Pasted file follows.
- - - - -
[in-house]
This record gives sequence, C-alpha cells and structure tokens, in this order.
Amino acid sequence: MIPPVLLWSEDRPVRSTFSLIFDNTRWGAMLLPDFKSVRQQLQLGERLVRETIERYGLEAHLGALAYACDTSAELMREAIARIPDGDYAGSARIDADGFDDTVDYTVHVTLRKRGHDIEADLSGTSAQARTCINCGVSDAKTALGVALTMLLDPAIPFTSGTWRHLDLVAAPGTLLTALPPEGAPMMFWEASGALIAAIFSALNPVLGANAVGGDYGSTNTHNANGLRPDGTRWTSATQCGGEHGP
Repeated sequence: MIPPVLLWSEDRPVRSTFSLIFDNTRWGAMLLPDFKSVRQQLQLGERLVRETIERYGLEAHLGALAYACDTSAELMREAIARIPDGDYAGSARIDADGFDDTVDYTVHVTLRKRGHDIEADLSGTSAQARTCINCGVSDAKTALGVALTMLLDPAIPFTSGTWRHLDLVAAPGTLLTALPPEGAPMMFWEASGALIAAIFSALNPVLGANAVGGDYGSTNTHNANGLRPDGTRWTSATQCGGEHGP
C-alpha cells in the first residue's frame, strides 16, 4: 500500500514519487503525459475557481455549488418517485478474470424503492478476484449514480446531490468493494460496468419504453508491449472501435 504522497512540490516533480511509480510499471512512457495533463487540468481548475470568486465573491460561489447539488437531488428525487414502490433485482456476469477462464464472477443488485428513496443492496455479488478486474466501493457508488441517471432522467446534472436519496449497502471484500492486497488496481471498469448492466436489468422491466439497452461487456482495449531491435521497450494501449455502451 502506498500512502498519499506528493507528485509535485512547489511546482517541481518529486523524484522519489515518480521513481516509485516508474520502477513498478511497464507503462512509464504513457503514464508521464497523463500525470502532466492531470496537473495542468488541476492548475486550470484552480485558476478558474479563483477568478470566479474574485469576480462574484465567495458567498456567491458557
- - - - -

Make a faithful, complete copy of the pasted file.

[in-house]
This record gives sequence, C-alpha cells and structure tokens, in this order.
Amino acid sequence: MIPPVLLWSEDRPVRSTFSLIFDNTRWGAMLLPDFKSVRQQLQLGERLVRETIERYGLEAHLGALAYACDTSAELMREAIARIPDGDYAGSARIDADGFDDTVDYTVHVTLRKRGHDIEADLSGTSAQARTCINCGVSDAKTALGVALTMLLDPAIPFTSGTWRHLDLVAAPGTLLTALPPEGAPMMFWEASGALIAAIFSALNPVLGANAVGGDYGSTNTHNANGLRPDGTRWTSATQCGGEHGP
Repeated sequence: MIPPVLLWSEDRPVRSTFSLIFDNTRWGAMLLPDFKSVRQQLQLGERLVRETIERYGLEAHLGALAYACDTSAELMREAIARIPDGDYAGSARIDADGFDDTVDYTVHVTLRKRGHDIEADLSGTSAQARTCINCGVSDAKTALGVALTMLLDPAIPFTSGTWRHLDLVAAPGTLLTALPPEGAPMMFWEASGALIAAIFSALNPVLGANAVGGDYGSTNTHNANGLRPDGTRWTSATQCGGEHGP
C-alpha cells in the first residue's frame, strides 16, 4: 500500500514519487503525459475557481455549488418517485478474470424503492478476484449514480446531490468493494460496468419504453508491449472501435 504522497512540490516533480511509480510499471512512457495533463487540468481548475470568486465573491460561489447539488437531488428525487414502490433485482456476469477462464464472477443488485428513496443492496455479488478486474466501493457508488441517471432522467446534472436519496449497502471484500492486497488496481471498469448492466436489468422491466439497452461487456482495449531491435521497450494501449455502451 502506498500512502498519499506528493507528485509535485512547489511546482517541481518529486523524484522519489515518480521513481516509485516508474520502477513498478511497464507503462512509464504513457503514464508521464497523463500525470502532466492531470496537473495542468488541476492548475486550470484552480485558476478558474479563483477568478470566479474574485469576480462574484465567495458567498456567491458557